|Trance of Death|
Well, that's a big part of this, off the record, journey with Pink Floyd. They have a long and winding catalog that needs to be fully explored.
Those crazy chaps from England have something on the entire rest of the world. They never stopped and never stood still. Every single one of their albums sounds wholly different than what came before it.
In order to be able to do that, the band must have a wider array of paints from which to choose. Look at Metallica? It wasn't until Cliff Burton was in the band that they were able to jump forward, but even then, the loss of Mustaine and the gain of Burton kind of canceled each other out. It wasn't until their fourth album that they really began growing wings.
(We'll kind of ignore the five year gap between their MLP debut and the current LP release.)
By and large, Death Metal has lacked a progressive bent over the course of its existence. Take away Obituary and the founding fathers were decidedly unprogressive.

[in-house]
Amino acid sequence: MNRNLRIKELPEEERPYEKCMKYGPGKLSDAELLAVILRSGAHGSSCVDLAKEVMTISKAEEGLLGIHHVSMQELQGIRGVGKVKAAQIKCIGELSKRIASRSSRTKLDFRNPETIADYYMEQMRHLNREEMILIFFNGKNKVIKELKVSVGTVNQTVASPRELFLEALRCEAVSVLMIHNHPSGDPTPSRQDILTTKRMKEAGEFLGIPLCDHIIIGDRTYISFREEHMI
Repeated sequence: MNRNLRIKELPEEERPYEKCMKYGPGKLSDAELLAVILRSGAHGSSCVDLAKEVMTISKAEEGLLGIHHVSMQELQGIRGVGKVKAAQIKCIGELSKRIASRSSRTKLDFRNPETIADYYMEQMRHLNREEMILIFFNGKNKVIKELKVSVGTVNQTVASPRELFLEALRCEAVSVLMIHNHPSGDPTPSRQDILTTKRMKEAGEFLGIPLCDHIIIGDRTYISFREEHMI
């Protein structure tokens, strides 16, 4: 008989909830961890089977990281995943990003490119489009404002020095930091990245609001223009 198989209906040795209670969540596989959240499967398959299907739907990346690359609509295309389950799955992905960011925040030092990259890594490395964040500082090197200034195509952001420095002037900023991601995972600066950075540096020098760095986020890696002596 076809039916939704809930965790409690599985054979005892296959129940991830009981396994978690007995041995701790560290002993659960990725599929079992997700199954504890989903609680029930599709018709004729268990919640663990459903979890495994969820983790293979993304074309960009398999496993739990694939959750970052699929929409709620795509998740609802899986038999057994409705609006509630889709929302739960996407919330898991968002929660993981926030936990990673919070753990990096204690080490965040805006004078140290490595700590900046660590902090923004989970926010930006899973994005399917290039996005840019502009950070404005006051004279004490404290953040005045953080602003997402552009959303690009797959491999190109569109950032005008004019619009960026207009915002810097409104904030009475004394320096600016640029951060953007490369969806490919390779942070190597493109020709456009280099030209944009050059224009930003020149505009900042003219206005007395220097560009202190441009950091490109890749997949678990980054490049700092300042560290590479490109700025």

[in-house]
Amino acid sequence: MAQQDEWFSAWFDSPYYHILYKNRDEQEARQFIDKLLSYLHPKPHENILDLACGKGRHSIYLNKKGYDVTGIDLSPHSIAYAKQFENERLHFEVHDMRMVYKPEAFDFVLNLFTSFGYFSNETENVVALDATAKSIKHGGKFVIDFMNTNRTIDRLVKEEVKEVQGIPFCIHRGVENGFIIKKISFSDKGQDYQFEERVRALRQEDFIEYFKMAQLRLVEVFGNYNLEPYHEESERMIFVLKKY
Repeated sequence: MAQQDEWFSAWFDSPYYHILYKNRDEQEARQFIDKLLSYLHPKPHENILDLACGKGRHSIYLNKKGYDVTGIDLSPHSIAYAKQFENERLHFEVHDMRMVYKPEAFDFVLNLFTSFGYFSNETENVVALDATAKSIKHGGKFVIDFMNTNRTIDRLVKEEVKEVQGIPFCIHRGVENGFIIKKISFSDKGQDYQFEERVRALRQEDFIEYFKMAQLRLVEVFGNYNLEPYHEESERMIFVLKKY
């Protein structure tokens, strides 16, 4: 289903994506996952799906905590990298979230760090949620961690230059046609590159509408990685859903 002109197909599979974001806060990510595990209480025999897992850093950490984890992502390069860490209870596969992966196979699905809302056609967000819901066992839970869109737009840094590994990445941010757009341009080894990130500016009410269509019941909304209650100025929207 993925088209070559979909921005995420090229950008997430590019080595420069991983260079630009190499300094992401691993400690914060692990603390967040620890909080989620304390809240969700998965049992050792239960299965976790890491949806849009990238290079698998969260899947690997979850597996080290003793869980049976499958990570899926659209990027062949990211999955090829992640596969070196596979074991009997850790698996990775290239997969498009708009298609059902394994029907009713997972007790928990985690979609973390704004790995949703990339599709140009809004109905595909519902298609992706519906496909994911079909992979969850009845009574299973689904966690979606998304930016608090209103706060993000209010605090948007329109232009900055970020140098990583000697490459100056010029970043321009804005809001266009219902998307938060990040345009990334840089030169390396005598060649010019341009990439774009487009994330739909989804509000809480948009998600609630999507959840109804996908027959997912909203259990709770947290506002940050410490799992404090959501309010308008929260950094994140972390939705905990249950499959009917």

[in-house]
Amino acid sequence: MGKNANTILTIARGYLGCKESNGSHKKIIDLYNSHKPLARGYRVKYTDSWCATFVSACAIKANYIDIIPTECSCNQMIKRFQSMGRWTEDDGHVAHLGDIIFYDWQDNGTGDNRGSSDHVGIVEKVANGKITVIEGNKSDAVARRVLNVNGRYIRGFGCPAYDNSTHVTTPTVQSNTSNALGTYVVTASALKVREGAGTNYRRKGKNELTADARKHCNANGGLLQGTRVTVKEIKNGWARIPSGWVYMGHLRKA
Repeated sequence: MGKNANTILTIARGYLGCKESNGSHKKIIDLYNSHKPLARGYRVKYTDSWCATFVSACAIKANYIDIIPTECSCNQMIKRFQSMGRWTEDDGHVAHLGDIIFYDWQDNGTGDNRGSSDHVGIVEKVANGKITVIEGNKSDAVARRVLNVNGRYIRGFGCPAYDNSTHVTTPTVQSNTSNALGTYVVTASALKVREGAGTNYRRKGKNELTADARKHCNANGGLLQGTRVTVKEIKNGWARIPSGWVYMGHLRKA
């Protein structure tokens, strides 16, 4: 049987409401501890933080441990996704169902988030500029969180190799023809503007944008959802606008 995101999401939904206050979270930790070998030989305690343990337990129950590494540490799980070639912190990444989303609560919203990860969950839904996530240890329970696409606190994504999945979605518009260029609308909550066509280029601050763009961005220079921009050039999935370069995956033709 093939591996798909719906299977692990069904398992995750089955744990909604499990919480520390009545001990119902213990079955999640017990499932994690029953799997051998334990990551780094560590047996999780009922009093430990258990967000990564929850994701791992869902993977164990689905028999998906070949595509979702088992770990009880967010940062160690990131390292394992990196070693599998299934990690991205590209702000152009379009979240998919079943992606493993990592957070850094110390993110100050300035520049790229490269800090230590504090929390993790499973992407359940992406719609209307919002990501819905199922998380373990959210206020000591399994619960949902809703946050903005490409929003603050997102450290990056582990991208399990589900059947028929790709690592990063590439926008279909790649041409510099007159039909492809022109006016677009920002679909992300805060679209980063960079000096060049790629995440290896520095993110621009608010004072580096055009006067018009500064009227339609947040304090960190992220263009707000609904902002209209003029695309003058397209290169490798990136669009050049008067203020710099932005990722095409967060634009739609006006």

Venenum has no issues following the songs to their conclusions regardless of where they go.
Many of the riffs on this record start off in the well worn category only to be tied up at the end with something wholly unexpected. Instead of using simple acoustic guitars to as intros and melodic interludes, Venenum brings in cellos.
There's seemingly a never ending palette of colors Venenum has at their disposal. They're also fully willing to push the boundaries of death metal. Really it's more appropriate to say they are pulling them as they have largely eschewed well served death metal conventions.
It's something old and something new combined. Why, there are times when it even gets a little blue.
Genre: Death Metal
Label: The Anja Offensive (North America)